- The purpose of these tabular excerpts is to help orient new banders towards using multiple traits when aging and sexing passerines, and to experience the utility of knowing the age when sexing and vice versa. They may or may not be useful for more experienced banders.
- They should only to be used only as an adjunct to Pyle’s Identification Guide to North American Birds, Part I, and one must master Pyle’s abbreviations in order to used them.
- Thoroughly study Pyle’s Introduction chapter, as well as the section, “Molt limits in North American Passerines”, pp 206-211.
- Very carefully pore over, consider, and reconsider Pyle’s introduction to aging and sexing on page 3 and the top of page 4. If you fully grasp it you will be more inclined to consistent apply his two primary tenets in this regard.
- Understanding Pyle’s core tenets will make it clear that reporting reliable aging and sexing determinations critically depends upon (1) carefully observing all relevant traits, and (2) being willing to report indeterminate individuals as unknown regarding sex or micro-age (e.g., AHY in springtime instead of SY or ASY).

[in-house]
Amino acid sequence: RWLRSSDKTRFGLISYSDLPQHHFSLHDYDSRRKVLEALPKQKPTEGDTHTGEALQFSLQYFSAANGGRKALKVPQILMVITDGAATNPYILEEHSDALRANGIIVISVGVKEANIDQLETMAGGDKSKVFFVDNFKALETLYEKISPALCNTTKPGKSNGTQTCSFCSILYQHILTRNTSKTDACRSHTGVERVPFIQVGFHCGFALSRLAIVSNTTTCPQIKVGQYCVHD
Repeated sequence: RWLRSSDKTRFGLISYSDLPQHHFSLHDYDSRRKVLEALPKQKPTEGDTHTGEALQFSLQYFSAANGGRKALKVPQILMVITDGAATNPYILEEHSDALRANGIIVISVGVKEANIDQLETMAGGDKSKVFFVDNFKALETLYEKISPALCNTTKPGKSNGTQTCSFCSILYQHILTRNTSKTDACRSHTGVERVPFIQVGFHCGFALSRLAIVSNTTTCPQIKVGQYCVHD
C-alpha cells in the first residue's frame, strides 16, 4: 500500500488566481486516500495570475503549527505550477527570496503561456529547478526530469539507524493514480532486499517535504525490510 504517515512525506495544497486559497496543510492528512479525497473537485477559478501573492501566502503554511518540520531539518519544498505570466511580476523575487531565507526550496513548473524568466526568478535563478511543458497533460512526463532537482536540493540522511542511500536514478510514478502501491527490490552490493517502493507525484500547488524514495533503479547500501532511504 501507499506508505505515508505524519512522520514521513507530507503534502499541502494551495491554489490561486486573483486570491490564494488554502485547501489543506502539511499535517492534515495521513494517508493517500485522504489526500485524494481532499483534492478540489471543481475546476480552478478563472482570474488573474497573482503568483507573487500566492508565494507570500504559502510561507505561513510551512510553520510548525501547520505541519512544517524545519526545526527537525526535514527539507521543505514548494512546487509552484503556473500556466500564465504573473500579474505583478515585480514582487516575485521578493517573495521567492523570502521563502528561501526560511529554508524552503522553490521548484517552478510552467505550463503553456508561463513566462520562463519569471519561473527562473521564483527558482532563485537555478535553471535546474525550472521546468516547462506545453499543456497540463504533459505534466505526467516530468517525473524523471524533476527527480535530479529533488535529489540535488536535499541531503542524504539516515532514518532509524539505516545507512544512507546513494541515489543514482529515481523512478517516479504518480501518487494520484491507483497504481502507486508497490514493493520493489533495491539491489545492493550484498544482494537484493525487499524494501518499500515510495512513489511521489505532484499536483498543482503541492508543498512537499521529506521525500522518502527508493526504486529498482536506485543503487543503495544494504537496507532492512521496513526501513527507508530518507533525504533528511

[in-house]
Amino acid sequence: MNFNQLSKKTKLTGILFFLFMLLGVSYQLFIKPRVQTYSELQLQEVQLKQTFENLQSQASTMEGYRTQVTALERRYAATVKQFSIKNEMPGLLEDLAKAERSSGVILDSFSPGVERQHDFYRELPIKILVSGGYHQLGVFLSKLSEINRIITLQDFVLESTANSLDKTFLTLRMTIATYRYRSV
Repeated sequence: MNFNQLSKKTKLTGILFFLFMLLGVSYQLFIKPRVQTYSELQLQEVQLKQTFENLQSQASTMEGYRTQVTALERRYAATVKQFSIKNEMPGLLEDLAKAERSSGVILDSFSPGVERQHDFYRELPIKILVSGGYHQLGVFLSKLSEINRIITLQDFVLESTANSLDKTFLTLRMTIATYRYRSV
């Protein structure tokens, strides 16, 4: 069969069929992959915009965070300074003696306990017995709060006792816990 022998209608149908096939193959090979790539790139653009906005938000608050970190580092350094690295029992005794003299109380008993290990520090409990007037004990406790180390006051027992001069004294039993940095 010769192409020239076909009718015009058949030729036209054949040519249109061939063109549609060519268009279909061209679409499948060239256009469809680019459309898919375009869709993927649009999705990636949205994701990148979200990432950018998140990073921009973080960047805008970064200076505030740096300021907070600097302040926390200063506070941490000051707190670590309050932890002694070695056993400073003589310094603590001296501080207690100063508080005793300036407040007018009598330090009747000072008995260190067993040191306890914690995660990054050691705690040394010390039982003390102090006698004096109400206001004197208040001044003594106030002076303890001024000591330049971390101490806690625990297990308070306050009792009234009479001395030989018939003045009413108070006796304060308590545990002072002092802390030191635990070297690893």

- Note carefully whether a table refers to a subspecies, and whether you are banding that subspecies. You can edit a table towards the subspecies you encounter.
- Pyle does not mention A1/A2 molt limits in his species accounts. I included them when relevant as per Pyle’s Fig. 134 (p.207).
- These tables are a work in progress, so please be encouraged to double-check any information therein and contact Mark Bowman (firstname.lastname@example.org) with any suggested edits.
- These tables are incomplete (not all species covered), subject to updates, not necessarily ideal for your longitude, latitude, and habitat.
Traits included are not listed in their order of importance.
- They are often listed in a routine observation order, for instance anterior to posterior (head, wings, then tail)
- They are sometimes listed in the order in which they occurred in Pyle’s species narratives.
- Traits that have been most useful in the table creator’s experience are often in bold font or are underlined.
Pyle rarely mentions the status of the outermost primaries in his species accounts, so they are rarely included in IBBA tables. Nonetheless, he does mention and illustrate that juvenal outermost primaries have relatively faint pigmentation, are more tapered, and in SY birds more tattered than formative or basic ones.
When sexing in spring and summer, be sure to check for the presence or absence of a brood patch and cloacal protuberance.
When aging in the summer or fall, always consider the possible benefit of skulling.